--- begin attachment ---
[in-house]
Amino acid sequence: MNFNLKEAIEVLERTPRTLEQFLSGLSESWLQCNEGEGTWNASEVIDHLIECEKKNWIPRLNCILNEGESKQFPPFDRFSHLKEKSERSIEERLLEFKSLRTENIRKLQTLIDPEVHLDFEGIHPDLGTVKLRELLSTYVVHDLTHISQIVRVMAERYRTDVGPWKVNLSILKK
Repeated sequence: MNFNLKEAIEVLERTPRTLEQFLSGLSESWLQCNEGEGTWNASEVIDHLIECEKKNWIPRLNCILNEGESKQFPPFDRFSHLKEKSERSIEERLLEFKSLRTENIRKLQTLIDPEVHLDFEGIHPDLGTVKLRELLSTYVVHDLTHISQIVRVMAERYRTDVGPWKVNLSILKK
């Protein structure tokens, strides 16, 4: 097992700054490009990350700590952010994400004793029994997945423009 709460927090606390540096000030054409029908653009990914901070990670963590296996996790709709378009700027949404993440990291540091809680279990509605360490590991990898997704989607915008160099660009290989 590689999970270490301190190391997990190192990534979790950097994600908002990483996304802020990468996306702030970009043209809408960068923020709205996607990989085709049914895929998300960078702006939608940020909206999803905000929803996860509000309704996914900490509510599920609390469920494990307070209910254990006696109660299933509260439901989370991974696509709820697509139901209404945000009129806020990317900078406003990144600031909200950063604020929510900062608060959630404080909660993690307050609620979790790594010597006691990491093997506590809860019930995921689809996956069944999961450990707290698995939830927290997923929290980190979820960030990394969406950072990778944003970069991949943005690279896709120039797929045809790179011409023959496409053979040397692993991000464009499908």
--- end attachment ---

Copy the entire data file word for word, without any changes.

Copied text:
[in-house]
Amino acid sequence: MNFNLKEAIEVLERTPRTLEQFLSGLSESWLQCNEGEGTWNASEVIDHLIECEKKNWIPRLNCILNEGESKQFPPFDRFSHLKEKSERSIEERLLEFKSLRTENIRKLQTLIDPEVHLDFEGIHPDLGTVKLRELLSTYVVHDLTHISQIVRVMAERYRTDVGPWKVNLSILKK
Repeated sequence: MNFNLKEAIEVLERTPRTLEQFLSGLSESWLQCNEGEGTWNASEVIDHLIECEKKNWIPRLNCILNEGESKQFPPFDRFSHLKEKSERSIEERLLEFKSLRTENIRKLQTLIDPEVHLDFEGIHPDLGTVKLRELLSTYVVHDLTHISQIVRVMAERYRTDVGPWKVNLSILKK
């Protein structure tokens, strides 16, 4: 097992700054490009990350700590952010994400004793029994997945423009 709460927090606390540096000030054409029908653009990914901070990670963590296996996790709709378009700027949404993440990291540091809680279990509605360490590991990898997704989607915008160099660009290989 590689999970270490301190190391997990190192990534979790950097994600908002990483996304802020990468996306702030970009043209809408960068923020709205996607990989085709049914895929998300960078702006939608940020909206999803905000929803996860509000309704996914900490509510599920609390469920494990307070209910254990006696109660299933509260439901989370991974696509709820697509139901209404945000009129806020990317900078406003990144600031909200950063604020929510900062608060959630404080909660993690307050609620979790790594010597006691990491093997506590809860019930995921689809996956069944999961450990707290698995939830927290997923929290980190979820960030990394969406950072990778944003970069991949943005690279896709120039797929045809790179011409023959496409053979040397692993991000464009499908």